Issue: Small Biz & Obamacare


Many small-business owners are scared of the potential outcomes of the nation’s new health care law, called Obamacare.

“We are already seeing – in our members and other people who talked to us – businesses are frightened to death,” said Bob Graboyes, senior fellow of health and economics for the National Federation of Independent Business Research Foundation. The federation, headquartered in Nashville, Tenn., is the trade group representing small businesses.

Until Obamacare goes into effect, many small businesses are less likely to offer employees health insurance because of its costs.  Only 50 percent of businesses with three to nine employees and 73 percent of those with 10 to 24 employees offer insurance, according to the non-partisan health care research organization Kaiser Family Foundation. That compares to 98 percent coverage in businesses with more than 200 employees.

But new health care law – also called the Affordable Care Act and passed by Congress in 2010 – was created to cover the majority of the nation’s 48.6 million uninsured Americans. The law requires individuals to buy insurance if their employers don’t provide it. It also requires small businesses to offer health insurance to their employees. The requirements on small businesses go into effect in January 2014.

Provisions in the law for small businesses include:

  • The Small Business Help Options Program will give small businesses the chance to buy health insurance through an exchange.
  • If businesses with more than 50 employees do not offer health insurance to full-time employees, they will have to pay a penalty of $2,000 per employee.
  • To ease the financial burden on small business, the law provides that those with fewer than 25 employees would get a tax credit, which would last two years.

Many small businesses had held off on implementing the health care law, which faced the possibility of repeal if Republicans had won the presidency. Now, with President Barack Obama’s re-election, some small businesses  and their trade group hope to change parts of the law even as they start trying to meet the law’s requirements.

Some experts and businesses agree that the law will help businesses and employees. Others, including the small-business trade group, predict the health care law will hurt businesses through its costs and penalties. Critics say that will cause small businesses to hire fewer workers and downsize their workforces.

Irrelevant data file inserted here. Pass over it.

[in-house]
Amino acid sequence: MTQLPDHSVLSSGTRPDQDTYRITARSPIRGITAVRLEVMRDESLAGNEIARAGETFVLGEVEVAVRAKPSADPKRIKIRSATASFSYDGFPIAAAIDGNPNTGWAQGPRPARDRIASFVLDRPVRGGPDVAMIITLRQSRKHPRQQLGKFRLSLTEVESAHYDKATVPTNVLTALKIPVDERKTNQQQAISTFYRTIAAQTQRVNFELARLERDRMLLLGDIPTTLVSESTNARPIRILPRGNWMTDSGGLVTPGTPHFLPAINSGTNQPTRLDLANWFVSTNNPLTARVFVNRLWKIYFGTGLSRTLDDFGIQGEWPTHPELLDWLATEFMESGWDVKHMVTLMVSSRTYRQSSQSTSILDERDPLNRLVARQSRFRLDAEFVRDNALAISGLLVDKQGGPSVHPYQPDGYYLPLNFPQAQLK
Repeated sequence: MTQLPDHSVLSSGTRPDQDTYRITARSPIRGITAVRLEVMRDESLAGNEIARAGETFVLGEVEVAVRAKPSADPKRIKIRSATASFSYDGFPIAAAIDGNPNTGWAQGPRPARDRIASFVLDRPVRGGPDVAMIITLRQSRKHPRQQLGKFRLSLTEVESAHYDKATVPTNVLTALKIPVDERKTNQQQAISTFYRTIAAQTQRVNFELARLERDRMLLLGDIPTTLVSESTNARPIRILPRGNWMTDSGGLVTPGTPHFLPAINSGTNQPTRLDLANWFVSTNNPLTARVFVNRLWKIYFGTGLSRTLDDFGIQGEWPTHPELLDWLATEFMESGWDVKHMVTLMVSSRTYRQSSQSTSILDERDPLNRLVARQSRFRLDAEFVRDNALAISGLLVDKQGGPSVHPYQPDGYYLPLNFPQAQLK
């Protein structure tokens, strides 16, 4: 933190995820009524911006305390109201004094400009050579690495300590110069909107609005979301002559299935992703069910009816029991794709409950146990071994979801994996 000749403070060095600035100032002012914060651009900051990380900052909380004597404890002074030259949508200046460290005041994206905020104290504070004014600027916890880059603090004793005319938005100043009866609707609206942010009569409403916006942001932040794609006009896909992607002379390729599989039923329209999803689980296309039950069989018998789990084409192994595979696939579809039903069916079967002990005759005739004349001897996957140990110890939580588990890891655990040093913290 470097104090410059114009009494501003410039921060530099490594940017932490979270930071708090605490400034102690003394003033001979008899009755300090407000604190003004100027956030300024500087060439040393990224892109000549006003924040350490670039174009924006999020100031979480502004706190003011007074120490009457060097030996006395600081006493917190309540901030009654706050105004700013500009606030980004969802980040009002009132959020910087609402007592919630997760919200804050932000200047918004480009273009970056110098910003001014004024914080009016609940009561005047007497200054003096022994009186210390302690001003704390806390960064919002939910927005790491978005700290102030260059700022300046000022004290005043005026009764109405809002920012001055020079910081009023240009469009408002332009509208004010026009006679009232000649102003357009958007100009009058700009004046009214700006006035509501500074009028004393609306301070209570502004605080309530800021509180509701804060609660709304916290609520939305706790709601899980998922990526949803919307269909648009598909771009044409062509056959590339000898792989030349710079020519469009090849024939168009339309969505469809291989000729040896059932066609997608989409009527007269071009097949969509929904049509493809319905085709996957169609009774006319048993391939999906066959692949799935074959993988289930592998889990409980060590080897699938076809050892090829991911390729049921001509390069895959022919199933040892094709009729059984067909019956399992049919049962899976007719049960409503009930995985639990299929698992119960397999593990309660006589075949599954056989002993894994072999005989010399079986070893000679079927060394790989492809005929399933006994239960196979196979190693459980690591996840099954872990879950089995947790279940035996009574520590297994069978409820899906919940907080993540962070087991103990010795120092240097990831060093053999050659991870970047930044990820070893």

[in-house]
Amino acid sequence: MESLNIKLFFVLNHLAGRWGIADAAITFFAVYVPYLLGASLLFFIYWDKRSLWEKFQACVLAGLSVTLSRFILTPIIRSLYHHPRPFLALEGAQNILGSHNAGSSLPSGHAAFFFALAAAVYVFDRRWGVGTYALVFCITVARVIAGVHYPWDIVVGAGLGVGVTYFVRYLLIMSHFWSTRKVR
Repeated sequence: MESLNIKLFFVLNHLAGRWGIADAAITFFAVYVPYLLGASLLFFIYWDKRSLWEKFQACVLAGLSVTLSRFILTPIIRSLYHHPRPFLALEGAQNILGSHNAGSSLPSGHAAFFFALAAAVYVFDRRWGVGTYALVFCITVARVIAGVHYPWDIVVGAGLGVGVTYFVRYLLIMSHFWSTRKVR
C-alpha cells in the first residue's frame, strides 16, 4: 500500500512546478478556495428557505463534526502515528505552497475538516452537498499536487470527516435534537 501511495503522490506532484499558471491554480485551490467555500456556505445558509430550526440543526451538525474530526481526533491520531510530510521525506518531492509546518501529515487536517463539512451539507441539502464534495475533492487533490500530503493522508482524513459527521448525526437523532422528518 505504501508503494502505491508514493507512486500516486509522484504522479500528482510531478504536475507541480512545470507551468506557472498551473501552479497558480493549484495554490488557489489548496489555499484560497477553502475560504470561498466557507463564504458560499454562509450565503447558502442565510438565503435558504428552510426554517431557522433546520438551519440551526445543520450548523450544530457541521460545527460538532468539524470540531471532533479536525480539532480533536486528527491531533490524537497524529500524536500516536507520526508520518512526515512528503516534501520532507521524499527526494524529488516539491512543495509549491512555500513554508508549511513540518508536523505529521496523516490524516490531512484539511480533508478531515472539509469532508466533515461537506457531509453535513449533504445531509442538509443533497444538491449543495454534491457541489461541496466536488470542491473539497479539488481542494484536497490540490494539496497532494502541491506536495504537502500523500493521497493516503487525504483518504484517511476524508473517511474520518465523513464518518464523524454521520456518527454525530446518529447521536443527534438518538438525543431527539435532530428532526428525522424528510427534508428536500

Leonard Burman is the Daniel Patrick Moynihan Professor of Public Affairs at the Maxwell School of Citizenship and Public Affairs and specializes in health care. Despite some fears among small businesses, Burman said, the new health care provisions will allow small businesses to compete against larger firms.

The law helps small businesses give insurance to their employees at a cheaper cost through buying exchanges, Burman said. In addition, some employees whose incomes are below the poverty level can get subsidies up to 9.5 percent of their income to defray employees’ share of the insurance cost.

This provides employees with access to health care they did not previously have, Burman said.  And that could help small business in competing for workers. “It reduces the competitive disadvantage that you face as a firm compared to large firms that can offer health insurance for a pretty low cost to their employees,” he said.

For firms with 50 or more employees, Burman said, it is understandable for them to be worried.  “Small businesses are often operating on the brink of bankruptcy,” he said. “It’s hard. A lot of small businesses fail every year.”  But, Burman added, the health care benefits can be used to substitute what would have otherwise been wage increases.

Worries for small businesses include costs tied to the law, penalties and the possibility of bankruptcy, said Graboyes, the senior fellow of health and economics for the small-business federation. The provisions have affected hiring decisions and caused employers to avoid expansion, he said. Instead, they have considered downsizing the number of workers to avoid penalties and bankruptcy.

Business owners who see an opportunity to expand beyond 50 employees choose not to in fear that the health insurance mandate will kick in, Graboyes said. This affects the business workforce and profit.

Some restaurant chains have said they will pass along the insurance cost in higher prices to their customers. For example, Papa John’s pizza chain will raise prices by 11 to 14 cents to provide health insurance for its full-time employees.

In addition, the $2,000 penalty is more than some restaurants can make a year in profit per employee, Graboyes said.  He said, “And so that penalty alone has the potential to completely wipe out a profitable business and turn it into a loser.”

(Laurence Léveillé is a senior majoring in newspaper journalism.)


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